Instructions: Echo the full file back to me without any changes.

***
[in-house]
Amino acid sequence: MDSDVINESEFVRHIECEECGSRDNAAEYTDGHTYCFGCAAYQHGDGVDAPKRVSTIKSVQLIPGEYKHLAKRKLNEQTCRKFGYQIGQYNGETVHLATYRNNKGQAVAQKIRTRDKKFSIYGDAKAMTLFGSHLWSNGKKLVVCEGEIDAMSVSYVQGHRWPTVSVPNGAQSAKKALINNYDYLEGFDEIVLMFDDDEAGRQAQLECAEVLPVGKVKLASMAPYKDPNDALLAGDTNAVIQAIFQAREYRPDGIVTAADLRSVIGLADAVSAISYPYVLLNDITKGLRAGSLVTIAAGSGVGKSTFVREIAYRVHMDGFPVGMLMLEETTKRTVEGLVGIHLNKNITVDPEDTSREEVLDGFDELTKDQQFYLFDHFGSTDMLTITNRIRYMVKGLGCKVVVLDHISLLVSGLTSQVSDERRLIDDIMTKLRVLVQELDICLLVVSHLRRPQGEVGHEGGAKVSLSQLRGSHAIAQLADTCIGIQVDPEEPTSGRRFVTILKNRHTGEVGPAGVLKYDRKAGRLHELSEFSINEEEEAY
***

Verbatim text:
[in-house]
Amino acid sequence: MDSDVINESEFVRHIECEECGSRDNAAEYTDGHTYCFGCAAYQHGDGVDAPKRVSTIKSVQLIPGEYKHLAKRKLNEQTCRKFGYQIGQYNGETVHLATYRNNKGQAVAQKIRTRDKKFSIYGDAKAMTLFGSHLWSNGKKLVVCEGEIDAMSVSYVQGHRWPTVSVPNGAQSAKKALINNYDYLEGFDEIVLMFDDDEAGRQAQLECAEVLPVGKVKLASMAPYKDPNDALLAGDTNAVIQAIFQAREYRPDGIVTAADLRSVIGLADAVSAISYPYVLLNDITKGLRAGSLVTIAAGSGVGKSTFVREIAYRVHMDGFPVGMLMLEETTKRTVEGLVGIHLNKNITVDPEDTSREEVLDGFDELTKDQQFYLFDHFGSTDMLTITNRIRYMVKGLGCKVVVLDHISLLVSGLTSQVSDERRLIDDIMTKLRVLVQELDICLLVVSHLRRPQGEVGHEGGAKVSLSQLRGSHAIAQLADTCIGIQVDPEEPTSGRRFVTILKNRHTGEVGPAGVLKYDRKAGRLHELSEFSINEEEEAY